A Rare Insider’s Look at The Once Top Secret Navy SEAL Mini Sub, The Shadowy SDV.

ntil very recently it was difficult to even get a look at a SEAL mini-sub like the SDV. (All images: Author unless otherwise stated).

Freezing Cold, Pitch Black and Deep Underwater, Navy SEALs Used This Secret Mini-Sub for Classified Missions We Still Don’t know About.

It is cold, black and wet.

Two hours before moonrise, twenty feet below the sparkling, gloss black surface of a nighttime foreign ocean, six very cold men in black dry suits, LAR V Draeger rebreathers and so much combat equipment they can barely move, huddle inside a 22-foot long, flat black, metal tube as it chortles along quietly beneath the dark sea.

These six silent men were launched under concealment of darkness from the deck of a submerged Los Angeles class attack submarine ten miles off the coast of a classified foreign nation. Don’t bother Googling it. You’ll never find it.

Until very recently it was difficult to even get a look at a SEAL mini-sub like the SDV.

Now there is the near silent hum of the mini-sub’s electric motors. The rhythmic gurgling of the mini-sub’s internal SCUBA regulators the men are breathing from to save time on their bubble-less Draeger rebreathers. In the back compartment of the mini-sub, it is pitch black. Up front in the two-man cockpit, dim light glowing from navigation instruments is the only illumination.

The SDV we got a look at is from SEAL Delivery Vehicle Team 2 in Little Creek, Virginia.

The black mini-sub leaves a delicate, glistening bubble trail underwater as it moves slowly into shallower waters at about 4 knots. Once close to shore, at optimal tide, before the moon rises, the men will “park” their miniature submarine on the sandy bottom, switch from the internal SCUBA rigs to their tactical Draeger rebreathers, and leave the mini-sub for their short swim in toward the beach, counting their fin kicks to measure distance as they swim.

A rare look at the instruments inside a Mark 8 Mod 1 SDV.

The team arrives on shore without detection, six black, wraith-like figures invisible on the moonless coast as they move silently inland, the only sound the scurrying crabs they startle as they cross the beach toward a top-secret target we’ll never read about.

The cramped and uncomfortable rear passenger compartment of a Mark 8 Mod 1 SDV.

The U.S. Navy SEAL Delivery Vehicle or “SDV” is one of the most secretive and seldom seen assets in the entire special operations community. Because every mission it is used on is classified, and are hardly ever revealed to the public, the SDVs have remained mostly a mystery.

The main screw and guidance planes of the Mark 8 Mod 1 SDV.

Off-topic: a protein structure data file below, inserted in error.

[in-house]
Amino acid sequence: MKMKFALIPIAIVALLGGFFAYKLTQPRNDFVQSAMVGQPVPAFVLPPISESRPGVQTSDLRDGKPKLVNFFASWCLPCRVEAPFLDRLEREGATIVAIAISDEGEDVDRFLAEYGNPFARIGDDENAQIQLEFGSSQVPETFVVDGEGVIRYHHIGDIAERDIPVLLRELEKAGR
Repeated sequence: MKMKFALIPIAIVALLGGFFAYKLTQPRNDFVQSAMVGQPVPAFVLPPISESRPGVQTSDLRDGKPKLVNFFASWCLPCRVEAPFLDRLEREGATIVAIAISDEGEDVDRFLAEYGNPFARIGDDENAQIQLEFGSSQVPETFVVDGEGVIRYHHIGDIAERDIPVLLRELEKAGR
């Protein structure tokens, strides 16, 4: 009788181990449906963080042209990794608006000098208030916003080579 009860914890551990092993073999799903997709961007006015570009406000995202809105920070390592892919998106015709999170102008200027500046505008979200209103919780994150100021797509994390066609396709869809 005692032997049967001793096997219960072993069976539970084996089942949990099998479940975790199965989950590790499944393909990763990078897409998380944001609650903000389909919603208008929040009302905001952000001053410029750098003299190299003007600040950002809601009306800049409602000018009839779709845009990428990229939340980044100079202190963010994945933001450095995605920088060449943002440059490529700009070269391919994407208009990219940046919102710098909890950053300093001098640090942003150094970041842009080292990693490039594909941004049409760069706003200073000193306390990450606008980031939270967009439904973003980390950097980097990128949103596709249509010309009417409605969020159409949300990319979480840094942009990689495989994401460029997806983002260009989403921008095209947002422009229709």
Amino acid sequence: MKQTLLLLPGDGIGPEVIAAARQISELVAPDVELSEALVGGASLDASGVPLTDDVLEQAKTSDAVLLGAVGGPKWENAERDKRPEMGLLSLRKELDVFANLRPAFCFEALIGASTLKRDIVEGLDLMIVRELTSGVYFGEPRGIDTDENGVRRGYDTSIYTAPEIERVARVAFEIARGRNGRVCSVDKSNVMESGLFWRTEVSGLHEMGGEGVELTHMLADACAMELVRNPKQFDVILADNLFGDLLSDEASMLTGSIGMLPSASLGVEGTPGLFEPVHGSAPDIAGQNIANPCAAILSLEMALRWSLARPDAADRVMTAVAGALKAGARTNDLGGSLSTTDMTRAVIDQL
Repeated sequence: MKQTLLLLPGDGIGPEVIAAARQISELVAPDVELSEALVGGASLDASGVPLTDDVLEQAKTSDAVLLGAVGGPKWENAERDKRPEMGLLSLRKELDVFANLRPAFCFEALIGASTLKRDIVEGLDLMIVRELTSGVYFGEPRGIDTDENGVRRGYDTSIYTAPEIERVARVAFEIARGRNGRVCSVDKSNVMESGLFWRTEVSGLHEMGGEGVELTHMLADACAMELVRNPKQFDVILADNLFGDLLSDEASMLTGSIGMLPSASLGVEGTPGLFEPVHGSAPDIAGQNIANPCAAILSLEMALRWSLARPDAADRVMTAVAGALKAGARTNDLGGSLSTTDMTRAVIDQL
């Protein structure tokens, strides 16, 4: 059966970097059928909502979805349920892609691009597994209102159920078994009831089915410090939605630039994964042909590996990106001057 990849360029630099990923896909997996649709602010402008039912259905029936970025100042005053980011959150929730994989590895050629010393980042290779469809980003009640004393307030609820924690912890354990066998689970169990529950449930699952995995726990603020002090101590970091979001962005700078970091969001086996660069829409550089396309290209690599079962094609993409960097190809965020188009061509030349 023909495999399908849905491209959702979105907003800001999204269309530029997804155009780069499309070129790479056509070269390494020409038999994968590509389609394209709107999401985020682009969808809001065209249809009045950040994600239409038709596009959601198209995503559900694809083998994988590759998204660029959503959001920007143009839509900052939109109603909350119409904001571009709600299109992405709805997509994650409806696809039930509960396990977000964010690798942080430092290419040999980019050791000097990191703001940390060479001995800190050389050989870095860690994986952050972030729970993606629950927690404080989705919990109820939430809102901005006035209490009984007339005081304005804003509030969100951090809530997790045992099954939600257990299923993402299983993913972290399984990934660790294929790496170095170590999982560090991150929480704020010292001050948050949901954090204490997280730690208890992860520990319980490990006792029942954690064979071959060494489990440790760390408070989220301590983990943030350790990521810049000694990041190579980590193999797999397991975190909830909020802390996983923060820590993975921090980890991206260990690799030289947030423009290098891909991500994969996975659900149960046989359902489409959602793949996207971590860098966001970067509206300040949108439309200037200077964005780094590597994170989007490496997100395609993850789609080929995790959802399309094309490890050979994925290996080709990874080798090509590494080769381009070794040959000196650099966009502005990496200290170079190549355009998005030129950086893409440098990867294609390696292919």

At NAS Oceana we recently got a rare look at an SDV, and were given the opportunity to climb inside the once-top secret mini-sub to try to imagine what riding in one under 30-feet of cold, black water inside a completely flooded, blacked-out compartment must have been like.

Some limited specifications of the Mark 8 Mod 1 SDV and a display of SCUBA rigs used by, presumably, the SDV crews. Today more performance information about he Mark 8 Mod 1 SDV is available in the public domain since the sub is no longer as secretive as it recently was.

Built by the shadowy Columbia Group, the Mark 8 Mod 1 SDV miniature submarine is probably a terrifying idea to anyone who is even slightly claustrophobic or afraid of the ocean at night. It takes a special kind of person to ride inside a tightly packed, freezing cold, flooded, pitch black metal tube for up to three hours underwater.

The Mark 8 Mod 1 SDV has, of course, been used operationally. Where and when specifically, is more difficult to document reliably. According to one account that never made it to mainstream media, “In 2003, SEALs using SEAL Delivery swam ashore along the Somali coastline and emplaced covert surveillance cameras. Known as ‘cardinals’, the cameras were designed to watch likely target locations for wanted terrorists as al-Qaeda and its affiliates began to regroup in the country, however the cameras only took one image a day and captured very little.”

What may be even more interesting about seeing the Mark 8 Mod 1 SDV up close for the first time is what this media opportunity really means. If Naval Special Warfare is displaying these formerly top secret miniature submarines to the public for the first time, it means they already have something better. Although this is an interesting look at how Navy SEALs operate, the new miniature submarine they are certainly using is likely a much more interesting story that we’ll likely have to wait for.

An official U.S. Navy photo of a Mark 8 Mod 1 SDV being deployed from the launch deck of a Los Angeles class attack submarine in a training exercise during the daytime. Most operational SDV insertions take place at night. (Photo: U.S. Navy released)

About Tom Demerly
Tom Demerly is a feature writer, journalist, photographer and editorialist who has written articles that are published around the world on TheAviationist.com, TACAIRNET.com, Outside magazine, Business Insider, We Are The Mighty, The Dearborn Press & Guide, National Interest, Russia’s government media outlet Sputnik, and many other publications. Demerly studied journalism at Henry Ford College in Dearborn, Michigan. Tom Demerly served in an intelligence gathering unit as a member of the U.S. Army and Michigan National Guard. His military experience includes being Honor Graduate from the U.S. Army Infantry School at Ft. Benning, Georgia (Cycle C-6-1) and as a Scout Observer in a reconnaissance unit, Company “F”, 425th INF (RANGER/AIRBORNE), Long Range Surveillance Unit (LRSU). Demerly is an experienced parachutist, holds advanced SCUBA certifications, has climbed the highest mountains on three continents and visited all seven continents and has flown several types of light aircraft.